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Old 07-11-2004, 09:09 PM   #1
scooteraug02 OP
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'82 BMW R Snowflake front wheel question

I was helping a friend change a tire on an '82 BMW R bike. The front wheel is a cast aluminum "snowflake" wheel. The owner's manual says it is a tube type wheel. The tire we took off was a tubeless type with a tube. We mounted the new tubleless tire with the old tube (tube was in excellent condition). All went well except when inflated the tire would not seat uniformly. We only inflated the tube to 50 psi and inflated and deflated and worked it a bunch of times but no luck getting the one area to scoot up to make it uniform. We checked the wheel for uniformity on the truing stand and all was normal.

Questions:

Is there a stem made that will fit the snowflake wheel? The hole is only the size of a tube stem and is close to one of the cast spokes. I haven't seen a rubber stem the size needed and I think a bolt on stem might not work because the hole is so close to the spoke.

Is there any problem using a tube on a tubeless tire? I don't think so but don't know for sure.

The owner's manual says it is a tube type wheel so I would think that is why it looks like no stem will fit the wheel. Does anyone know for sure about these wheels and this age BMW.

I don't know the size or brand of the tire we mounted. It was my friend's friend's BMW. I showed up to help because my friend and I have changed a lot of tires and they asked for my help. It became a comittee situation and was hard to get anything done. I think we could have solved the seating problem by deflating the tire, strapping down the high side and reinflating slowly. That should have solved the problem. BUT the focus was on wether using a tube on a tubless tire was the problem. Any help will be appreciated. I know a lot of you guys have had older BMWs Thanks Rick

scooteraug02 screwed with this post 07-11-2004 at 09:17 PM
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Old 07-11-2004, 09:55 PM   #2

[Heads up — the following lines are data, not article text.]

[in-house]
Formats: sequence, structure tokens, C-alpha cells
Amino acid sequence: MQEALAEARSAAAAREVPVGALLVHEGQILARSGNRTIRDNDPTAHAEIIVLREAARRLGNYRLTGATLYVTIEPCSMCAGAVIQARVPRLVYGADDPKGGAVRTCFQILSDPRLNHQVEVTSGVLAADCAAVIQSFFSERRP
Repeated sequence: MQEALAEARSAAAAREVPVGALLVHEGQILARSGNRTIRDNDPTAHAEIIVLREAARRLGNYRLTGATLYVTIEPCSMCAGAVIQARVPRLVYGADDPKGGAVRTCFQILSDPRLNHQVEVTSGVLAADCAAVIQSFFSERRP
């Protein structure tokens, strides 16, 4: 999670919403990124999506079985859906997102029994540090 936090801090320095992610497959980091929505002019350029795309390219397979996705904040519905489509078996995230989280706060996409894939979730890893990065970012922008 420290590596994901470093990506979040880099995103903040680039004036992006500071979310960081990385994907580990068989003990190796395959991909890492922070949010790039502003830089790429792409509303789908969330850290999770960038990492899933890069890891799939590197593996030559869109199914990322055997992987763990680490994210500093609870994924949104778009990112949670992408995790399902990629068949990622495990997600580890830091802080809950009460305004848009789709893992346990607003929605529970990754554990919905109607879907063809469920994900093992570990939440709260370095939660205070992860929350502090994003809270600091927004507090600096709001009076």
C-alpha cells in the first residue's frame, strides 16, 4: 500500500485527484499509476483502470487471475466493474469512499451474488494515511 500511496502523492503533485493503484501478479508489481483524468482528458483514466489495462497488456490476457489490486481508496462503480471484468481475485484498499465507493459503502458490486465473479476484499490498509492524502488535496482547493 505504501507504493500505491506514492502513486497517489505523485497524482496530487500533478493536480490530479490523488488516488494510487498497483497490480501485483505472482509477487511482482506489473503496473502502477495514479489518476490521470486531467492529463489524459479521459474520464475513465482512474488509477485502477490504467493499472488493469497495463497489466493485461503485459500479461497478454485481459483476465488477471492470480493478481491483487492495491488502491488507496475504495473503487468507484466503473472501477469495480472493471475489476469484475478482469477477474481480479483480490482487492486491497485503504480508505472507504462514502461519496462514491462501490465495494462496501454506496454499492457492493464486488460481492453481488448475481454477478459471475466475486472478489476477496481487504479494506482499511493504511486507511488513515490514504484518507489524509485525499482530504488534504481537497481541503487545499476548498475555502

TX_ST_Tom
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First, saving the $10 for a new tube is not worth the risk or the hassel. Since you're in there anyway replace the tube, if the old one is perfect save it for a spare.

Yes you should use the tube, the profile lip of the rim is different on a tubeless rim and if you hit something it can cause rapid deflation of the tire, which can be very exciting! Getting the tire to seat usualy isn't much of an issue, IF the rim is clean and you use plenty of tire lube. If you're really stuck use a ratchet strap around the out side of the tire to slightly compress the tire into place while filling it.

That being said, may people run their snowflakes tubeless. To do so all you need to do is take the wheel off and drill it out to the proper size. (exact size escapes me at the moment.) debur, and fit your new stem. Or, I think BMW sells or used to have a special stem that bolted in that would fit in the Snowflake rim with no modification.

He has checked the wheels right? The early 19 inch snowflakes had an issue with cracking along the spokes near the hub. The improved ones have a reinforcing rib that runs from the crossover to the hub. This was a big deal back then and the entire wheel should be repalce at ZERO cost by the dealer if it's part of the recalled ones.

HTH
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Old 07-11-2004, 11:21 PM   #3